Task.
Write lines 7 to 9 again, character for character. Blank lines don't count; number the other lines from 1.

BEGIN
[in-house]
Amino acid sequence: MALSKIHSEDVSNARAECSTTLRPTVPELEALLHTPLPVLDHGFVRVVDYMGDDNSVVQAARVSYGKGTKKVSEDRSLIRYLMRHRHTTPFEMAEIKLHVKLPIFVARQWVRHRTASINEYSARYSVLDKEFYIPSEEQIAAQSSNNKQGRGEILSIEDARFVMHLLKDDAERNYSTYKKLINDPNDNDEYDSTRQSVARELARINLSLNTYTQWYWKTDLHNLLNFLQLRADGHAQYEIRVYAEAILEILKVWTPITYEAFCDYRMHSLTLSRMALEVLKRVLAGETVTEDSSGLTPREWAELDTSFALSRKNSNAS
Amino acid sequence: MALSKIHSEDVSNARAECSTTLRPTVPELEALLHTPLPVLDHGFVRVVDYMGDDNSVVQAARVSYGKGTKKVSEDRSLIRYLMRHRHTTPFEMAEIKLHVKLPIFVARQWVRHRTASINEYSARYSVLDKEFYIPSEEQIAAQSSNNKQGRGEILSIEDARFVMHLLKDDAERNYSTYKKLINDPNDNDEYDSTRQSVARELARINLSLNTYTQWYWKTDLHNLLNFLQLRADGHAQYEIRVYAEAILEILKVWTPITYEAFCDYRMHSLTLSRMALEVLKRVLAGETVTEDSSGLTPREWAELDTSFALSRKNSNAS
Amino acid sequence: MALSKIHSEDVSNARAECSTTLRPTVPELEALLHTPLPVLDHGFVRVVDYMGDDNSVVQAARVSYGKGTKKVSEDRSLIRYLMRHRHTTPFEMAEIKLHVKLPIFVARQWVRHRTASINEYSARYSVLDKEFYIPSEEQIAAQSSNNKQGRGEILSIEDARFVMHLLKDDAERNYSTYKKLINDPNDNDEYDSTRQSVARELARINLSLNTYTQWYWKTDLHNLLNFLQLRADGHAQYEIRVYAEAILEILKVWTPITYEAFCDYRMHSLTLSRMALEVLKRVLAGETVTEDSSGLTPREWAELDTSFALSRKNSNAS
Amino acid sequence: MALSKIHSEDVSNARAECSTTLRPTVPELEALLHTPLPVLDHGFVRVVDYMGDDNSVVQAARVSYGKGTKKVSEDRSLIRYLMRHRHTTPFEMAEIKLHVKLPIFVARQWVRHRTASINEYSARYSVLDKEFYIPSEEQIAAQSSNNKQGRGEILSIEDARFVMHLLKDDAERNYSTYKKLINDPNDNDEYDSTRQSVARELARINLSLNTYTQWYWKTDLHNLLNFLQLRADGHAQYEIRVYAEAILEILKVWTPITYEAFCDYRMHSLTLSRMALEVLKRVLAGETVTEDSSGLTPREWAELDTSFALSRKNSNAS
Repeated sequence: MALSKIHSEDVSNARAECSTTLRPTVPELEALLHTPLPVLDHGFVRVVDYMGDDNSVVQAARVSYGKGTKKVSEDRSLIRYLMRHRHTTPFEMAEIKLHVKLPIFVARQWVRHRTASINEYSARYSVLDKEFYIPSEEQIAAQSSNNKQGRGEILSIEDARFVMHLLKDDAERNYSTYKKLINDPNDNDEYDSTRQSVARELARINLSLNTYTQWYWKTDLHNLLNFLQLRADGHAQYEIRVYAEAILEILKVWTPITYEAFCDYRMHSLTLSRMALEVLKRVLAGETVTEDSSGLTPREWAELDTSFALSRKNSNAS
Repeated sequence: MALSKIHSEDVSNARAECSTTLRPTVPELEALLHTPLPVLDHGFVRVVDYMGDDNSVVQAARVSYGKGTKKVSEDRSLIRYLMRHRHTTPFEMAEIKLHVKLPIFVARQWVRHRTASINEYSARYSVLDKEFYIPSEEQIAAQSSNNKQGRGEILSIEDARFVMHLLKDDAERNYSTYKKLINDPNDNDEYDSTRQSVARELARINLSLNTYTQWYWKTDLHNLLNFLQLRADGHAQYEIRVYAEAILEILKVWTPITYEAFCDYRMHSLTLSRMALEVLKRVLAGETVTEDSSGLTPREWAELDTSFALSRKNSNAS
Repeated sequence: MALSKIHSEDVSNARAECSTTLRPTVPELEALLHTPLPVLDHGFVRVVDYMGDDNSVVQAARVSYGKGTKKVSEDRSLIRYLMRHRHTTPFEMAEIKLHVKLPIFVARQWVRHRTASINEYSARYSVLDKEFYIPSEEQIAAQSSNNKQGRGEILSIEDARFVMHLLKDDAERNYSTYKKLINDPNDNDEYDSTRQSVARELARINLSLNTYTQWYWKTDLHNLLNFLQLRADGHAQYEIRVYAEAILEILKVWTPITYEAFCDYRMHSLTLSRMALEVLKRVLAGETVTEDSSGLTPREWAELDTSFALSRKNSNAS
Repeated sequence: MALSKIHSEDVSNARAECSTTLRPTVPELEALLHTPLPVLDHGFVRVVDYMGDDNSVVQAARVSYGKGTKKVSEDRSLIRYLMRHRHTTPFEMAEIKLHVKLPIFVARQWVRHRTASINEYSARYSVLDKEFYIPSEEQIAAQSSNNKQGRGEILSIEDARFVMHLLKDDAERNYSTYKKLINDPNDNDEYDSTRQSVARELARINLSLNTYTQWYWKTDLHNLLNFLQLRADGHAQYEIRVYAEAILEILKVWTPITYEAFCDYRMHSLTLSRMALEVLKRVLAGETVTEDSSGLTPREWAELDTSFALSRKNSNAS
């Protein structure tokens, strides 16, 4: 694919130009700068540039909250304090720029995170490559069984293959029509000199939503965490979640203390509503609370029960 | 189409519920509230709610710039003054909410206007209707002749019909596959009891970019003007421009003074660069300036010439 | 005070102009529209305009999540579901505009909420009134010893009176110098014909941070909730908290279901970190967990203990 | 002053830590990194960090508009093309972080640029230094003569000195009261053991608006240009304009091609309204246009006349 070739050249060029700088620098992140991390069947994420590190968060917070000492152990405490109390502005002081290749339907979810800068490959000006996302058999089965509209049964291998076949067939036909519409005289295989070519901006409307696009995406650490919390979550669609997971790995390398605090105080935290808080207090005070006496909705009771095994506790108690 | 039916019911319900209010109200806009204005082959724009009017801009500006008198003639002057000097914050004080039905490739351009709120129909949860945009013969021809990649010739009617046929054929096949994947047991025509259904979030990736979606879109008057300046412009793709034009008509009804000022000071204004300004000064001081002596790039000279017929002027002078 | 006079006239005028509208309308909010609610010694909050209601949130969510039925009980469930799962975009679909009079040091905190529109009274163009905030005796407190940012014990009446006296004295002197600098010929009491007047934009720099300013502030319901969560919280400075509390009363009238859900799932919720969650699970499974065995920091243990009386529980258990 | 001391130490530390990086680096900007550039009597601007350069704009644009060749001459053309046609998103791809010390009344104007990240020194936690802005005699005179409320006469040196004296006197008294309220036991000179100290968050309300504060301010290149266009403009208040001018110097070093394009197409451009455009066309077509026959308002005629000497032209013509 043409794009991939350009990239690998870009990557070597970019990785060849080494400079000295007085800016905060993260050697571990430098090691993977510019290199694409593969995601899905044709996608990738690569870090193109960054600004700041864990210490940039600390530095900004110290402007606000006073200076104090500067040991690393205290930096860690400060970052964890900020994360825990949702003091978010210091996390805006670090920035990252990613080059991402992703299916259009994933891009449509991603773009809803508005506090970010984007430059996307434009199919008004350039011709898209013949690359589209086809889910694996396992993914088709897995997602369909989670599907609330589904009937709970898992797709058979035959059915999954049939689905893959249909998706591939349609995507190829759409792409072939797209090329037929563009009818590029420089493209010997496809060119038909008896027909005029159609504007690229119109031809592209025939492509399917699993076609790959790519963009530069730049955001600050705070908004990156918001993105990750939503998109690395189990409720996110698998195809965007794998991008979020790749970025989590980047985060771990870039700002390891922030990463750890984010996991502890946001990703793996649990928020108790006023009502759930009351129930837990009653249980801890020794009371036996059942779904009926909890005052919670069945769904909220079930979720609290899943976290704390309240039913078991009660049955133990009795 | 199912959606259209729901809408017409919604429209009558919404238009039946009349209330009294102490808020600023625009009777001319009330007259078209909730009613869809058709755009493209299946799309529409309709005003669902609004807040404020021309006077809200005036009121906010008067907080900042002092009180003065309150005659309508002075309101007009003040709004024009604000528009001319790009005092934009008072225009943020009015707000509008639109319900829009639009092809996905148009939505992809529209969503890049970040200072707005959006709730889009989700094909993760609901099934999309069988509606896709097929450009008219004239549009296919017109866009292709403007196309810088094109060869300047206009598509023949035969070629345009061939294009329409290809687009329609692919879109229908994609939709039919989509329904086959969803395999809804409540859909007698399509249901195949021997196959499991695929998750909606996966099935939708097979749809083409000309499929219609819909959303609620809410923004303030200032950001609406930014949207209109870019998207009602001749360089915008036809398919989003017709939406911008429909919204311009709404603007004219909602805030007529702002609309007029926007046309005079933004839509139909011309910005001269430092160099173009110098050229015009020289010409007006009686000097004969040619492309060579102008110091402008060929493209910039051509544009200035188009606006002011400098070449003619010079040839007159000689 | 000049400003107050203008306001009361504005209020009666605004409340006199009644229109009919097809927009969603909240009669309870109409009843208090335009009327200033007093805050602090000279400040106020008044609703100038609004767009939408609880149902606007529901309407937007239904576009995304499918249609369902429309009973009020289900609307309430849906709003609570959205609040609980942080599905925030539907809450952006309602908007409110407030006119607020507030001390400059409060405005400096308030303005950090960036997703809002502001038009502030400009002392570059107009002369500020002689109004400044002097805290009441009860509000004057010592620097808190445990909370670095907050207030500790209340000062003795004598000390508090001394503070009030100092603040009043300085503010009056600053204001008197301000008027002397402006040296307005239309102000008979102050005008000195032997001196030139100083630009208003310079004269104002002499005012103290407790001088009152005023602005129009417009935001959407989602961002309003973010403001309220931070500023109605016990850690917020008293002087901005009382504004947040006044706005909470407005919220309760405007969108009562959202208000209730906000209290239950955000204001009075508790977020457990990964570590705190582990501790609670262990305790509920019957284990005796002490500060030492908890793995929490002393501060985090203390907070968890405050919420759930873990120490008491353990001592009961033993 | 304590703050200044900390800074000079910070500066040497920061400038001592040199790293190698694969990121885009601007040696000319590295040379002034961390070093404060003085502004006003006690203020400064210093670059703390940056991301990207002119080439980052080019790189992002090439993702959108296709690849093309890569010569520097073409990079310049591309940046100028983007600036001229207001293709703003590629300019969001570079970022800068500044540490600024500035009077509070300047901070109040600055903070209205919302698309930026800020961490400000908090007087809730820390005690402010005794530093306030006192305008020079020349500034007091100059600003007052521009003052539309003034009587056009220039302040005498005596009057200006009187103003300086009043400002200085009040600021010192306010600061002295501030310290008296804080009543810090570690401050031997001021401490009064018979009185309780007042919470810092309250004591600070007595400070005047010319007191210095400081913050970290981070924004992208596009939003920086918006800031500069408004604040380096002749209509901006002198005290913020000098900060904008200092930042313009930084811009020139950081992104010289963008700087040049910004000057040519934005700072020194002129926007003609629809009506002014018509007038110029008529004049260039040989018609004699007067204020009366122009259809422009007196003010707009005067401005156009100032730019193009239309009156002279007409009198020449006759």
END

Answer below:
Repeated sequence: MALSKIHSEDVSNARAECSTTLRPTVPELEALLHTPLPVLDHGFVRVVDYMGDDNSVVQAARVSYGKGTKKVSEDRSLIRYLMRHRHTTPFEMAEIKLHVKLPIFVARQWVRHRTASINEYSARYSVLDKEFYIPSEEQIAAQSSNNKQGRGEILSIEDARFVMHLLKDDAERNYSTYKKLINDPNDNDEYDSTRQSVARELARINLSLNTYTQWYWKTDLHNLLNFLQLRADGHAQYEIRVYAEAILEILKVWTPITYEAFCDYRMHSLTLSRMALEVLKRVLAGETVTEDSSGLTPREWAELDTSFALSRKNSNAS
Repeated sequence: MALSKIHSEDVSNARAECSTTLRPTVPELEALLHTPLPVLDHGFVRVVDYMGDDNSVVQAARVSYGKGTKKVSEDRSLIRYLMRHRHTTPFEMAEIKLHVKLPIFVARQWVRHRTASINEYSARYSVLDKEFYIPSEEQIAAQSSNNKQGRGEILSIEDARFVMHLLKDDAERNYSTYKKLINDPNDNDEYDSTRQSVARELARINLSLNTYTQWYWKTDLHNLLNFLQLRADGHAQYEIRVYAEAILEILKVWTPITYEAFCDYRMHSLTLSRMALEVLKRVLAGETVTEDSSGLTPREWAELDTSFALSRKNSNAS
Repeated sequence: MALSKIHSEDVSNARAECSTTLRPTVPELEALLHTPLPVLDHGFVRVVDYMGDDNSVVQAARVSYGKGTKKVSEDRSLIRYLMRHRHTTPFEMAEIKLHVKLPIFVARQWVRHRTASINEYSARYSVLDKEFYIPSEEQIAAQSSNNKQGRGEILSIEDARFVMHLLKDDAERNYSTYKKLINDPNDNDEYDSTRQSVARELARINLSLNTYTQWYWKTDLHNLLNFLQLRADGHAQYEIRVYAEAILEILKVWTPITYEAFCDYRMHSLTLSRMALEVLKRVLAGETVTEDSSGLTPREWAELDTSFALSRKNSNAS